Along those same lines, I watched a lecture that Deepak Chopra gave a few days ago, and much of what he spoke about correlated with this very concept. (Synchronicity, Yeah!) He talked about the mind, the body, and the soul, but he began by expounding on the intelligence of our human bodies independent of our human minds. For example, our bodies are made up of 100 trillion cells, which is more than all the stars in the Milky Way Galaxy. Each cell is performing roughly 100,000 activities every second and every cell instantly knows what the other cells are doing and correlates its activities respectively. This is how we are capable of thinking, talking, digesting food, playing piano, killing germs and removing toxins all at the same time. “This is the inner intelligence inside of you that mirrors the wisdom of the Universe,” he says. It was cool to hear him speak about this because so many times I’ve laid in bed with my hand on my heart, listening and feeling my heartbeat and thinking “Who’s making it beat?” I guess the answer wasn’t a who, but a what. Or a who-what.

Then he broke down human intelligence into four levels. He said that the highest form of human intelligence is State of Being. He describes this as the ability to observe yourself without judging yourself. The Second highest form is Feeling- our ability to feel compassion, joy, empathy. The 3rd highest form is Reflective Thinking- Who Am I? What Do I want? What will my contribution be? What inspires me? And the 4th highest form is Doing- the ability to create happiness. He also provided a pretty simple but profound definition of the soul- the space between your thoughts. Think about it.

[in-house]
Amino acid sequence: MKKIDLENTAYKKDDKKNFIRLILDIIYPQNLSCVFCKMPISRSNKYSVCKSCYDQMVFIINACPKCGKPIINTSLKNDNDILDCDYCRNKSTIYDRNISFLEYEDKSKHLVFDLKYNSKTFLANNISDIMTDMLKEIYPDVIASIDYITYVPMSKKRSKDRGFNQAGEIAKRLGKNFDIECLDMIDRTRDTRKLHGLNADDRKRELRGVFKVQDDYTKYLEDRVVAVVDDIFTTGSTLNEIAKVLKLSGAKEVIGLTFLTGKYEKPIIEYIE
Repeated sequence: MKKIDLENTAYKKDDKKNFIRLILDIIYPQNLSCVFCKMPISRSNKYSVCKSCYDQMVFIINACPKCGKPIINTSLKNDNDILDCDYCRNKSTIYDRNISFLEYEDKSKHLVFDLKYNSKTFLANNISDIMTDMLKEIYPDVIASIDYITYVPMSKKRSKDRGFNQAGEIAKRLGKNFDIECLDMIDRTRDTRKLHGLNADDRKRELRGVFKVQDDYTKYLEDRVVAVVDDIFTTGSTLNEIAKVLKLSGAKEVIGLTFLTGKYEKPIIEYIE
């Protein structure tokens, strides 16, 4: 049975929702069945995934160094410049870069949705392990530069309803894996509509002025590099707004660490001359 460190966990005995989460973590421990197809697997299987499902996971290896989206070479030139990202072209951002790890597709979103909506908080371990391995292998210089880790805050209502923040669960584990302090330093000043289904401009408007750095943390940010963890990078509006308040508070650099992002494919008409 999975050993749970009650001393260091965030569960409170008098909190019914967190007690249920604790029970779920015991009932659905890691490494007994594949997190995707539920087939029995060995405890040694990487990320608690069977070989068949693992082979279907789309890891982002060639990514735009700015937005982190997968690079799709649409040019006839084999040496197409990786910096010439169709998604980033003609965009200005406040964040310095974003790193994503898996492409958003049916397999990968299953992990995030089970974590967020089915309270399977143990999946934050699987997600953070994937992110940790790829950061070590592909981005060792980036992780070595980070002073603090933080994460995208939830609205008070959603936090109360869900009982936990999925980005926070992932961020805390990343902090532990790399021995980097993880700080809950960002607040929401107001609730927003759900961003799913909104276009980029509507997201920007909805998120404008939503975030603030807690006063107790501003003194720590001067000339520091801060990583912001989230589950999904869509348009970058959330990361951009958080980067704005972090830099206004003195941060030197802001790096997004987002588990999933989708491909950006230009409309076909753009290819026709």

Anyway seeing as how sometimes I’m a worthless physical specimen that doesn’t “do” a whole lot, I liked how doing was last on the list. :) But it was his last thought that was most reassuring to me, since it had been a very sick week and I was feeling a lot like a horse needing to be shot. “The next state of evolution is consciousness. It will be survival of the wisest, not the fittest.”

Health, Happiness, Horses.

A Salute to Step Dads

Interestingly enough, I have celebrated Father’s Day in my 27 years with 3 different father figures; My deceased dad Doug, my deceased step-dad Roger, and now my live and well step-dad Marc. (Don’t get any ideas, Marc.) Each of these figures have witnessed me at a different time in my life. I only had my dad until the age of 12, but I have never felt ‘cheated’ by losing him at a young age. I feel that the first 12 years of a child’s life are critical. My parents taught me from the day I was born what unconditional love looks like, and sometimes that included tough love, but I must say, even that was pretty rare. I learned what a happy marriage looks like, the dynamics of a large family, and that challenging times can be the ones that make you closest. We had our fair share of them. I truly look at my childhood with endearment because while maybe that chapter only lasted 12 years, they were filled with love, happiness and togetherness. I also had my two older brothers, Nick and Doug, both who took on a father role to me in my dads absence, and that has made an incredible difference in my life. To put it simply, I was made to feel that I mattered as a kid, and I think at a fundamental level that is what most children require in order to turn into secure adults. So Happy Fathers Day to Doug, Nick, and to my dad; I guess you knew that 12 years was all I needed and that I’d be left in good hands. You were right!